With the solution provided by the present invention, a plurality of wound bodies can be produced, depending on the length of the mandrel, with circumferential and criss-cross windings being produced simultaneously. The circumferential windings are applied separately for each wound body while the criss-cross windings are wound together for all wound bodies. With the use of preimpregnated fibers, the additional use of an impregnating system is no longer necessary. Moreover, the winding speed need not be adapted to the required period of dwell of the fibers in the impregnating bath if impregnation and winding are effected independently of one another with respect to time and location.
One embodiment of the invention will be explained in detail below with the aid of the drawing.BRIEF DESCRIPTION OF THE DRAWING
FIGS. 1 and 2 are simplified pictorial top plan views of the structure of apparatus according to the invention for making circumferential or criss-cross windings, respectively.
FIGS. 3 and 4 are cross-sectional detail views of devices for supplying the fibers for the circumferential or criss-cross windings, respectively.
FIG. 5 is a perspective view of the laying roller system of the apparatus of FIG. 2 for forming criss-cross windings.
FIGS. 5a and 5b show different operative positions of the roller system.
FIG. 6a is a cross-sectional view of a bobbin equipped with a braking device and usable in the apparatus of FIGS. 1 and 2.
FIG. 6b is an elevational view of a resiliently suspended compensating roller for the criss-cross winding in the arrangement of FIG. 2.
FIGS. 7 and 8 are diagrams illustrating the operation of apparatus according to the invention.
FIG. 9a is a cross-sectional view of the structure of a winding body produced according to the invention.
FIG. 9b is a detail view, to an enlarged scale, of part of the body of FIG. 9a.DESCRIPTION OF THE PREFERRED EMBODIMENTS
The apparatus according to FIGS. 1 and 2 essentially includes a clamped-in mandrel 1 having a drive 2, associated with a carriage 3 for the circumferential windings, shown in FIG. 1, and a carriage 4 for the criss-cross windings, shown in FIG. 2.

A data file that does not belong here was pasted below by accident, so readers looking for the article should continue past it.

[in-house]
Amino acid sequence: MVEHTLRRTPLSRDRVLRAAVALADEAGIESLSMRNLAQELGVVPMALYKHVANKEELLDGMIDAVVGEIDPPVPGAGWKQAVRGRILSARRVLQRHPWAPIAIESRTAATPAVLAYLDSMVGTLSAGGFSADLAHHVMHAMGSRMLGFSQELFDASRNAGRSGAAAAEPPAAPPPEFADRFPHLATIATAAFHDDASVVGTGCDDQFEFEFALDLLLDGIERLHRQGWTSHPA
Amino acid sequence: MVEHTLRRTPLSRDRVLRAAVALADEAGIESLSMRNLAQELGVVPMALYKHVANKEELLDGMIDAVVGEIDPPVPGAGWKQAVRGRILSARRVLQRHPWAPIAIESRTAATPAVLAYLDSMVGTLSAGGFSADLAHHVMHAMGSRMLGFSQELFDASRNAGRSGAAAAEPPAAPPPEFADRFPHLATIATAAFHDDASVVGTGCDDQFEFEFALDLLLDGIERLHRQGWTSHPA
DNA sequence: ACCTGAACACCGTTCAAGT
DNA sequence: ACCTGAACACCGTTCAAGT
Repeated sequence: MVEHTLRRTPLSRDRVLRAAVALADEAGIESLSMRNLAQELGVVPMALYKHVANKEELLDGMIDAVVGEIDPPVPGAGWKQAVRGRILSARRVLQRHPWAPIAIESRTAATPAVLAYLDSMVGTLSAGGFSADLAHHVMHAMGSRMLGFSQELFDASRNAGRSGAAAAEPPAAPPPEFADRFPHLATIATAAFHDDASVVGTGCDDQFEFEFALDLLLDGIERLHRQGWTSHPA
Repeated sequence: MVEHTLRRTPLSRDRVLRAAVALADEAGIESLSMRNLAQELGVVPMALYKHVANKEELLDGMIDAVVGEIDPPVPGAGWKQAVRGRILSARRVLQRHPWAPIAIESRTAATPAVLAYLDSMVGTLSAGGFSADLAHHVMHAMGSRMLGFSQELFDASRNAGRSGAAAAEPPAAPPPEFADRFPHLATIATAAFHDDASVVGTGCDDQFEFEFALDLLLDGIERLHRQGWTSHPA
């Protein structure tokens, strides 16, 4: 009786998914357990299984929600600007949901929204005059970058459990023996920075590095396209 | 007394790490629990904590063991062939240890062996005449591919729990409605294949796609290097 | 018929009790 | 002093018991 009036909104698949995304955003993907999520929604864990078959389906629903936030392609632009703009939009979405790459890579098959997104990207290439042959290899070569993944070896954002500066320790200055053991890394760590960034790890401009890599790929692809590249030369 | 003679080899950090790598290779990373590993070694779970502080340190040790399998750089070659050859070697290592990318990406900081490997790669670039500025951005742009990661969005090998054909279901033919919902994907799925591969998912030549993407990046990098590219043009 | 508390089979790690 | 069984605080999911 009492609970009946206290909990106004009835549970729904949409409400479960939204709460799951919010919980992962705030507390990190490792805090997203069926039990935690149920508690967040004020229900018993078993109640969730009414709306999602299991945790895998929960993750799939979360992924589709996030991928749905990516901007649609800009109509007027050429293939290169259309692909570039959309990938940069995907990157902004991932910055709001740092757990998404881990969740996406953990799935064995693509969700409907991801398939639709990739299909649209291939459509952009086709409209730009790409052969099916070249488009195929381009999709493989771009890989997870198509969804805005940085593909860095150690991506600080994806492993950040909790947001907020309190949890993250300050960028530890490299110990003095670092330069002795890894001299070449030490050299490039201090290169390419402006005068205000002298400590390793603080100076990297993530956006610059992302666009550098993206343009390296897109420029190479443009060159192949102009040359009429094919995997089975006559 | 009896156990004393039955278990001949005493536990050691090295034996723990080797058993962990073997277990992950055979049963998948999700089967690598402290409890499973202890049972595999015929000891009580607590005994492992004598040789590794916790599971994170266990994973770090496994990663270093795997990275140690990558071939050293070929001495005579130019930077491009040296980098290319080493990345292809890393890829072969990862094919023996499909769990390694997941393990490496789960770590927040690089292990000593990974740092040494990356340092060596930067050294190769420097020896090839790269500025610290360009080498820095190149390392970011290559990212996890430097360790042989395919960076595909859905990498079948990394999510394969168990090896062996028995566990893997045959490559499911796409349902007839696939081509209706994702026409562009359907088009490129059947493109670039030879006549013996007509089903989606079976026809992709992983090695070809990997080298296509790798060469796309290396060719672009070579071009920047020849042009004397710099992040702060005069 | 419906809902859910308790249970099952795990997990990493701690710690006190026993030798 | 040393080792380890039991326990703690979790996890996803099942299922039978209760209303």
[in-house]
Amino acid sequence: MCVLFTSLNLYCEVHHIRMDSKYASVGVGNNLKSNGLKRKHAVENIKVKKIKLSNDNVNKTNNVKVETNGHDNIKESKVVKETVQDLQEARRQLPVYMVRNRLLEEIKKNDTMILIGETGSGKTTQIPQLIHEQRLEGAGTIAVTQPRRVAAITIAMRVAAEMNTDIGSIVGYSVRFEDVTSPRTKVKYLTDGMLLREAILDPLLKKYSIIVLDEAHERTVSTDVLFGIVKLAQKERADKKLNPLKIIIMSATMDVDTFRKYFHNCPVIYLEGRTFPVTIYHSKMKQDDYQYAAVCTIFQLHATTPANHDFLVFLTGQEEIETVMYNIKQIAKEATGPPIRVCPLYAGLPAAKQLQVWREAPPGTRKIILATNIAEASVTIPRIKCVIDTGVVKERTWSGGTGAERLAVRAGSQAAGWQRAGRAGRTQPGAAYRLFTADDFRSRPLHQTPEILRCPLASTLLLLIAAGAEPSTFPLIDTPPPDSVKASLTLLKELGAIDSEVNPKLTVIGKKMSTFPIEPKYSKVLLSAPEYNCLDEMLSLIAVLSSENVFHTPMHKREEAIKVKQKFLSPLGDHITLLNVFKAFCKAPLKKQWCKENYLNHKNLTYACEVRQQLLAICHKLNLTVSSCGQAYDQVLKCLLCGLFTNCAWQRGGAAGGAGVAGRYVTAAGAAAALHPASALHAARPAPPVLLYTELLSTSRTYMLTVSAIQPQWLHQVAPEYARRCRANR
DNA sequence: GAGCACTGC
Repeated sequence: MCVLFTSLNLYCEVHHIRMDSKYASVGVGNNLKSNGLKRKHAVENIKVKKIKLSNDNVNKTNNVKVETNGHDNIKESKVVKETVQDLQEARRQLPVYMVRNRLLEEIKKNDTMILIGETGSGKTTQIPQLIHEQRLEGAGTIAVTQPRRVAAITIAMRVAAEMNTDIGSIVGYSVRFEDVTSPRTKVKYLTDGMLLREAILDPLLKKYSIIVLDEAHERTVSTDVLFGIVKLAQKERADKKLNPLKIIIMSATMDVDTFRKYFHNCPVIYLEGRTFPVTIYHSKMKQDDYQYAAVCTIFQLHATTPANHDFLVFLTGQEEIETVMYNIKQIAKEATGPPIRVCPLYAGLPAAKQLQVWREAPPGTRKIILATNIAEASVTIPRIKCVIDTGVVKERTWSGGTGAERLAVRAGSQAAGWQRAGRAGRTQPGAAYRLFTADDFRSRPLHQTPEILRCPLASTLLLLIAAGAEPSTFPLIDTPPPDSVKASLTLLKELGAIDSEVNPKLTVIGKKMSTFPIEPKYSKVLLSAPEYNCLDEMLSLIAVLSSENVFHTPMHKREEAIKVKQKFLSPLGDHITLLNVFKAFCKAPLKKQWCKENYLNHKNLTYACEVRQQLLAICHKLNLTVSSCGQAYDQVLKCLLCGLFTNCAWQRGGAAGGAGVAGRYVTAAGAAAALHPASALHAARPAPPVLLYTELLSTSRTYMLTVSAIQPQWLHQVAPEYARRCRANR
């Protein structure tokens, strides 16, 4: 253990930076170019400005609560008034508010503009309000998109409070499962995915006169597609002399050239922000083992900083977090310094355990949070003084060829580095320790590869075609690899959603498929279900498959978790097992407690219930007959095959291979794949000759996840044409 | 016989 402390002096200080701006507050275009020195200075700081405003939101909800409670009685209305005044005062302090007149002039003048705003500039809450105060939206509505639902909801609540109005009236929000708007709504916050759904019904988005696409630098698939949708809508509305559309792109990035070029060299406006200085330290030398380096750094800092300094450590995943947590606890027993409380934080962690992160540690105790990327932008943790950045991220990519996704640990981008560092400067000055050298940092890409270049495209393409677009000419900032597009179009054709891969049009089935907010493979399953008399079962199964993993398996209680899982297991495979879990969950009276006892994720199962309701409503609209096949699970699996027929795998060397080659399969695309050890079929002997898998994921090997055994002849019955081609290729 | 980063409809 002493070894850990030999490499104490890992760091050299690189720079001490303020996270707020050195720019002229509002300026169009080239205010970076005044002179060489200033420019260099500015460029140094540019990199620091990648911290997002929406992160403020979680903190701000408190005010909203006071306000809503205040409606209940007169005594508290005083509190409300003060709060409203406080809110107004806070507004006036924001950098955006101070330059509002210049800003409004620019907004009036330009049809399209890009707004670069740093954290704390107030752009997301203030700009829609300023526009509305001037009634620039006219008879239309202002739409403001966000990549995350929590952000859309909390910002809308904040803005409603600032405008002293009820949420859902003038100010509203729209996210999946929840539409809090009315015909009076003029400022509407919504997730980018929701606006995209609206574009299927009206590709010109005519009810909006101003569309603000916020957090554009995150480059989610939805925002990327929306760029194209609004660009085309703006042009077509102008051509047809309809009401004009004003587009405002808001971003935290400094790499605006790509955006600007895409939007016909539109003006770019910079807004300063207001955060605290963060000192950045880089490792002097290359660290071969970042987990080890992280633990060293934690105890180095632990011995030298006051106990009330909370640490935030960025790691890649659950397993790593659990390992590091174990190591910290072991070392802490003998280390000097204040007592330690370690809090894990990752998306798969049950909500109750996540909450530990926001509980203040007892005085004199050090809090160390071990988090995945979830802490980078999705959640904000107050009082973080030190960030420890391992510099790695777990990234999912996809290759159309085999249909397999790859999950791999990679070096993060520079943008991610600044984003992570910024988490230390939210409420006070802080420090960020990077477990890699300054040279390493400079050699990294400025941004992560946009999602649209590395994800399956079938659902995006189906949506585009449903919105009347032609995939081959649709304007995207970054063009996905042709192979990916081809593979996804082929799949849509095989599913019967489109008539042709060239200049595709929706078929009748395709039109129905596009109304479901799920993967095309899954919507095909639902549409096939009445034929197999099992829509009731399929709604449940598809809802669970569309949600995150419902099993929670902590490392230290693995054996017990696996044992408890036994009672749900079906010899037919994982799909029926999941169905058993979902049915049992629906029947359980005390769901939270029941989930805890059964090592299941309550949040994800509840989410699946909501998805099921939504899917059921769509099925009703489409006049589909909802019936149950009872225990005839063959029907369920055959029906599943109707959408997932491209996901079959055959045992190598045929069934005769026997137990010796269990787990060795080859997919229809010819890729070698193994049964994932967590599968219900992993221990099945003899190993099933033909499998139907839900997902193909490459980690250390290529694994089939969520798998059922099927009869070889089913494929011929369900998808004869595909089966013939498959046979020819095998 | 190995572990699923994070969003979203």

The carriage 3 moves parallel to the mandrel axis 5 on a carriage bed 6 and carries a plurality of bobbin mounts supporting fiber bobbins 7a, 7b, 7c and 7d and fiber supply systems 8a, 8b, 8c and 8d. The fiber supply systems are spaced apart at intervals corresponding to approximately the length L of the wound bodies to be produced (see FIG. 9a). One of the fiber supply systems 8 with its guide rollers 9 is shown in a side view in FIG. 3. Of course, a plurality of fiber strands can also be conducted simultaneously over such a system. Moreover, it is possible to distribute a plurality of such guide roller systems about the circumference of the mandrel 1 with one intake arm so that a set of fiber strands can be deposited simultaneously.
FIG. 2 shows the carriage bed 6 with a carriage 4 for producing the criss-cross windings. Three parallel bobbin mounts 12a, b, c with bobbins 13a, b, c, respectively, as well as a fiber supply device 14 are mounted on the carriage 4. The device 14 is shown in greater detail in FIG. 4 and has three roller systems 15 which are mounted on a supply frame 18 to be spaced about the circumference of the mandrel 1. The three roller systems 15 simultaneously wind three strands of fibers over the length of the mandrel as carriage 4 travels the length thereof.